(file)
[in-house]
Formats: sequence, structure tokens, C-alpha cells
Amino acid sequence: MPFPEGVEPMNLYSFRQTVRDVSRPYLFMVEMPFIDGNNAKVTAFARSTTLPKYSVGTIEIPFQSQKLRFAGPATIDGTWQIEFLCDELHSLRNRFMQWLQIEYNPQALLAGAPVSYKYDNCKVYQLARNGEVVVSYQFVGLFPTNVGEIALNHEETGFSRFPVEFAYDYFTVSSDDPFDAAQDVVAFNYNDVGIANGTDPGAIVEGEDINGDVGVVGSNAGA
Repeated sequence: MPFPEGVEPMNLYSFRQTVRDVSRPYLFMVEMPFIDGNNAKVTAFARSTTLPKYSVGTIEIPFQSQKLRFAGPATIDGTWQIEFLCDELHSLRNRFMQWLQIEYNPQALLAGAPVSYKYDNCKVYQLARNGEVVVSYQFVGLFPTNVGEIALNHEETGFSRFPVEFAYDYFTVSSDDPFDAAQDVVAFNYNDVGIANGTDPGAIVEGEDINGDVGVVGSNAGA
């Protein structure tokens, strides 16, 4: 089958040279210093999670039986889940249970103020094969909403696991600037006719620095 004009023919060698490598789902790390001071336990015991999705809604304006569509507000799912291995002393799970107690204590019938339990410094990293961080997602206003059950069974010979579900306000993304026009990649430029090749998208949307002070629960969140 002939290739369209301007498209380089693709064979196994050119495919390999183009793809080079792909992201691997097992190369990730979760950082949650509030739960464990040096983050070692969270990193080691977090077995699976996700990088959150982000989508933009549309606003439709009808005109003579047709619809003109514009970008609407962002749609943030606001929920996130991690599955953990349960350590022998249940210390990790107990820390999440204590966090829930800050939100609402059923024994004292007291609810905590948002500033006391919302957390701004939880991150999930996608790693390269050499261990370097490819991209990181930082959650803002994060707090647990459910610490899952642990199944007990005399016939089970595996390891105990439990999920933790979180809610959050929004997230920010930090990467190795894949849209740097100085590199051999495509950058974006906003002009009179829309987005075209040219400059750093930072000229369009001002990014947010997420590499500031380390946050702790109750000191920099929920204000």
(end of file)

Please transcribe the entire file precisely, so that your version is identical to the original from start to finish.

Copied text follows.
[in-house]
Formats: sequence, structure tokens, C-alpha cells
Amino acid sequence: MPFPEGVEPMNLYSFRQTVRDVSRPYLFMVEMPFIDGNNAKVTAFARSTTLPKYSVGTIEIPFQSQKLRFAGPATIDGTWQIEFLCDELHSLRNRFMQWLQIEYNPQALLAGAPVSYKYDNCKVYQLARNGEVVVSYQFVGLFPTNVGEIALNHEETGFSRFPVEFAYDYFTVSSDDPFDAAQDVVAFNYNDVGIANGTDPGAIVEGEDINGDVGVVGSNAGA
Repeated sequence: MPFPEGVEPMNLYSFRQTVRDVSRPYLFMVEMPFIDGNNAKVTAFARSTTLPKYSVGTIEIPFQSQKLRFAGPATIDGTWQIEFLCDELHSLRNRFMQWLQIEYNPQALLAGAPVSYKYDNCKVYQLARNGEVVVSYQFVGLFPTNVGEIALNHEETGFSRFPVEFAYDYFTVSSDDPFDAAQDVVAFNYNDVGIANGTDPGAIVEGEDINGDVGVVGSNAGA
């Protein structure tokens, strides 16, 4: 089958040279210093999670039986889940249970103020094969909403696991600037006719620095 004009023919060698490598789902790390001071336990015991999705809604304006569509507000799912291995002393799970107690204590019938339990410094990293961080997602206003059950069974010979579900306000993304026009990649430029090749998208949307002070629960969140 002939290739369209301007498209380089693709064979196994050119495919390999183009793809080079792909992201691997097992190369990730979760950082949650509030739960464990040096983050070692969270990193080691977090077995699976996700990088959150982000989508933009549309606003439709009808005109003579047709619809003109514009970008609407962002749609943030606001929920996130991690599955953990349960350590022998249940210390990790107990820390999440204590966090829930800050939100609402059923024994004292007291609810905590948002500033006391919302957390701004939880991150999930996608790693390269050499261990370097490819991209990181930082959650803002994060707090647990459910610490899952642990199944007990005399016939089970595996390891105990439990999920933790979180809610959050929004997230920010930090990467190795894949849209740097100085590199051999495509950058974006906003002009009179829309987005075209040219400059750093930072000229369009001002990014947010997420590499500031380390946050702790109750000191920099929920204000």